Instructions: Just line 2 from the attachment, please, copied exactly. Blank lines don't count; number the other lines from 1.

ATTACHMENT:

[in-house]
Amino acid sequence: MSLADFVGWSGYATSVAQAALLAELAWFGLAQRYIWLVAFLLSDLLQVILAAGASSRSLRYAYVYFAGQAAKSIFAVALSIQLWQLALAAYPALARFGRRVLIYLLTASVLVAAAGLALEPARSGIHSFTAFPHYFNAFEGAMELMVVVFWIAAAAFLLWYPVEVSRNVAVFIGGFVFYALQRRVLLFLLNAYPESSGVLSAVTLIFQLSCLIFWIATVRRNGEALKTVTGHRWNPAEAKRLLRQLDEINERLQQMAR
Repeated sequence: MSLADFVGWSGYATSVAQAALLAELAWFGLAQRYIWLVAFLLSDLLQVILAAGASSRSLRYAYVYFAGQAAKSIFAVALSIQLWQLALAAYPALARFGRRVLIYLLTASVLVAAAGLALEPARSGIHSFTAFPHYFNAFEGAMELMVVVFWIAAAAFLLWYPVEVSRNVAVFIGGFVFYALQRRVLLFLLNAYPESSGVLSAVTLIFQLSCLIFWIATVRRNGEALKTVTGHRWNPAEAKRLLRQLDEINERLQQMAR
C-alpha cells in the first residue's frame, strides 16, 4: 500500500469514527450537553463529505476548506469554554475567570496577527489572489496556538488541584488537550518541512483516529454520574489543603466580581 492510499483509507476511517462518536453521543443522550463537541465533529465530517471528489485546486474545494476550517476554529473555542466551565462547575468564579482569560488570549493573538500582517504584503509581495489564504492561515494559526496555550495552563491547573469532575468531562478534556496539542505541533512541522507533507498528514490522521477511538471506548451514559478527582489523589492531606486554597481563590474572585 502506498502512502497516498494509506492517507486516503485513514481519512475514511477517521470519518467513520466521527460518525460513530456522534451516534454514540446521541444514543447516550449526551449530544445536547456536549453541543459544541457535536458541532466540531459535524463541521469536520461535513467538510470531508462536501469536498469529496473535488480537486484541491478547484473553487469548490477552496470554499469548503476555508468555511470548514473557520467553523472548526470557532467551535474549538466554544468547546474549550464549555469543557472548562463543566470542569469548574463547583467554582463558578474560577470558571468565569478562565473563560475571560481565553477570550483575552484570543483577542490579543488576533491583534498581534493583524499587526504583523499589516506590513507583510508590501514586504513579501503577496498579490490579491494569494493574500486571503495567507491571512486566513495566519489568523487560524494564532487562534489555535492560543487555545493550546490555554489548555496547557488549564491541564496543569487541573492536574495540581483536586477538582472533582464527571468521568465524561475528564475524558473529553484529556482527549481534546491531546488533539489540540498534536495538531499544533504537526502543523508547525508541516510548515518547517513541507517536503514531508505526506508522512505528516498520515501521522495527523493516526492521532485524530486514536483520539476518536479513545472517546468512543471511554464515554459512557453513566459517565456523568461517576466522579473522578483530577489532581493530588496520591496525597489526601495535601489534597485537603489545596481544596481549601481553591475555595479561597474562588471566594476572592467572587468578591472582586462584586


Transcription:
Amino acid sequence: MSLADFVGWSGYATSVAQAALLAELAWFGLAQRYIWLVAFLLSDLLQVILAAGASSRSLRYAYVYFAGQAAKSIFAVALSIQLWQLALAAYPALARFGRRVLIYLLTASVLVAAAGLALEPARSGIHSFTAFPHYFNAFEGAMELMVVVFWIAAAAFLLWYPVEVSRNVAVFIGGFVFYALQRRVLLFLLNAYPESSGVLSAVTLIFQLSCLIFWIATVRRNGEALKTVTGHRWNPAEAKRLLRQLDEINERLQQMAR